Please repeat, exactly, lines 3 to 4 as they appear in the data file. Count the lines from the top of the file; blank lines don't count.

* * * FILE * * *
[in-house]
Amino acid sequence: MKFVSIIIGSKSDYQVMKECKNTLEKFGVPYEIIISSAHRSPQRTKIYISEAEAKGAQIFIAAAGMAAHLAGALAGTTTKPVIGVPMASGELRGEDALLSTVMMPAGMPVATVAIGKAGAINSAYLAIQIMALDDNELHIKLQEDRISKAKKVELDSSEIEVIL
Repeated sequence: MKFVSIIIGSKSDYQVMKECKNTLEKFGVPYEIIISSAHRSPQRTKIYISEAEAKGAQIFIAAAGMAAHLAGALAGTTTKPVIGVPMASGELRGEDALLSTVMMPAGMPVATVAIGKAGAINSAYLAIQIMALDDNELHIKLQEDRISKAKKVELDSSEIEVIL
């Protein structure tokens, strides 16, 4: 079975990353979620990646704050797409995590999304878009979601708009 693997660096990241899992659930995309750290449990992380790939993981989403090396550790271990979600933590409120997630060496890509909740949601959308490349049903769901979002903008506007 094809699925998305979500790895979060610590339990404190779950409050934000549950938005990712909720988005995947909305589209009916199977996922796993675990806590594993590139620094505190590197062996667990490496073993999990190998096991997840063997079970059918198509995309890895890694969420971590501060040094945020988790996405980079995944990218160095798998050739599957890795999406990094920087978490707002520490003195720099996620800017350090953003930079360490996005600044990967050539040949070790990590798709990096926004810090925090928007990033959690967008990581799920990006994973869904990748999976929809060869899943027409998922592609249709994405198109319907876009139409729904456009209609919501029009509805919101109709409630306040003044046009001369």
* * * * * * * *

Repeated sequence: MKFVSIIIGSKSDYQVMKECKNTLEKFGVPYEIIISSAHRSPQRTKIYISEAEAKGAQIFIAAAGMAAHLAGALAGTTTKPVIGVPMASGELRGEDALLSTVMMPAGMPVATVAIGKAGAINSAYLAIQIMALDDNELHIKLQEDRISKAKKVELDSSEIEVIL
């Protein structure tokens, strides 16, 4: 079975990353979620990646704050797409995590999304878009979601708009 693997660096990241899992659930995309750290449990992380790939993981989403090396550790271990979600933590409120997630060496890509909740949601959308490349049903769901979002903008506007 094809699925998305979500790895979060610590339990404190779950409050934000549950938005990712909720988005995947909305589209009916199977996922796993675990806590594993590139620094505190590197062996667990490496073993999990190998096991997840063997079970059918198509995309890895890694969420971590501060040094945020988790996405980079995944990218160095798998050739599957890795999406990094920087978490707002520490003195720099996620800017350090953003930079360490996005600044990967050539040949070790990590798709990096926004810090925090928007990033959690967008990581799920990006994973869904990748999976929809060869899943027409998922592609249709994405198109319907876009139409729904456009209609919501029009509805919101109709409630306040003044046009001369």